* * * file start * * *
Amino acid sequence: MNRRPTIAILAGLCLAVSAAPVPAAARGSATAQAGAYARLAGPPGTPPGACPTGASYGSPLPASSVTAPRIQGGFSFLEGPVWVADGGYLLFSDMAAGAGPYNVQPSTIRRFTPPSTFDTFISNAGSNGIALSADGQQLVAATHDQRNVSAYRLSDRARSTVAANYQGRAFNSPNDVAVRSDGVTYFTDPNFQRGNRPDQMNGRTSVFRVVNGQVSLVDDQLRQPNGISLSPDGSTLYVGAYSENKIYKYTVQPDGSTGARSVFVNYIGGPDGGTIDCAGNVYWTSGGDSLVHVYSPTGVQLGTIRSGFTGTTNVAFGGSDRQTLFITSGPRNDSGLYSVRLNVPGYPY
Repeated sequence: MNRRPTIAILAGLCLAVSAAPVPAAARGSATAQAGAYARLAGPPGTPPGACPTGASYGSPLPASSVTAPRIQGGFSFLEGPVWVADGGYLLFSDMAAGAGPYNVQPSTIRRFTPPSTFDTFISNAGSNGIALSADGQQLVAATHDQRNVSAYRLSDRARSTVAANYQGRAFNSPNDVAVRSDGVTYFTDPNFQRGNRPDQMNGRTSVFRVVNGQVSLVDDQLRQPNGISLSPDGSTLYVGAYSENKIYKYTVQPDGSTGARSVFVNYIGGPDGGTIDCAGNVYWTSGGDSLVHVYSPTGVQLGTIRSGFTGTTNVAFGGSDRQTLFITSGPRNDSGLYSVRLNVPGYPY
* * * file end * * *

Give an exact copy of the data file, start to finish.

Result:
Amino acid sequence: MNRRPTIAILAGLCLAVSAAPVPAAARGSATAQAGAYARLAGPPGTPPGACPTGASYGSPLPASSVTAPRIQGGFSFLEGPVWVADGGYLLFSDMAAGAGPYNVQPSTIRRFTPPSTFDTFISNAGSNGIALSADGQQLVAATHDQRNVSAYRLSDRARSTVAANYQGRAFNSPNDVAVRSDGVTYFTDPNFQRGNRPDQMNGRTSVFRVVNGQVSLVDDQLRQPNGISLSPDGSTLYVGAYSENKIYKYTVQPDGSTGARSVFVNYIGGPDGGTIDCAGNVYWTSGGDSLVHVYSPTGVQLGTIRSGFTGTTNVAFGGSDRQTLFITSGPRNDSGLYSVRLNVPGYPY
Repeated sequence: MNRRPTIAILAGLCLAVSAAPVPAAARGSATAQAGAYARLAGPPGTPPGACPTGASYGSPLPASSVTAPRIQGGFSFLEGPVWVADGGYLLFSDMAAGAGPYNVQPSTIRRFTPPSTFDTFISNAGSNGIALSADGQQLVAATHDQRNVSAYRLSDRARSTVAANYQGRAFNSPNDVAVRSDGVTYFTDPNFQRGNRPDQMNGRTSVFRVVNGQVSLVDDQLRQPNGISLSPDGSTLYVGAYSENKIYKYTVQPDGSTGARSVFVNYIGGPDGGTIDCAGNVYWTSGGDSLVHVYSPTGVQLGTIRSGFTGTTNVAFGGSDRQTLFITSGPRNDSGLYSVRLNVPGYPY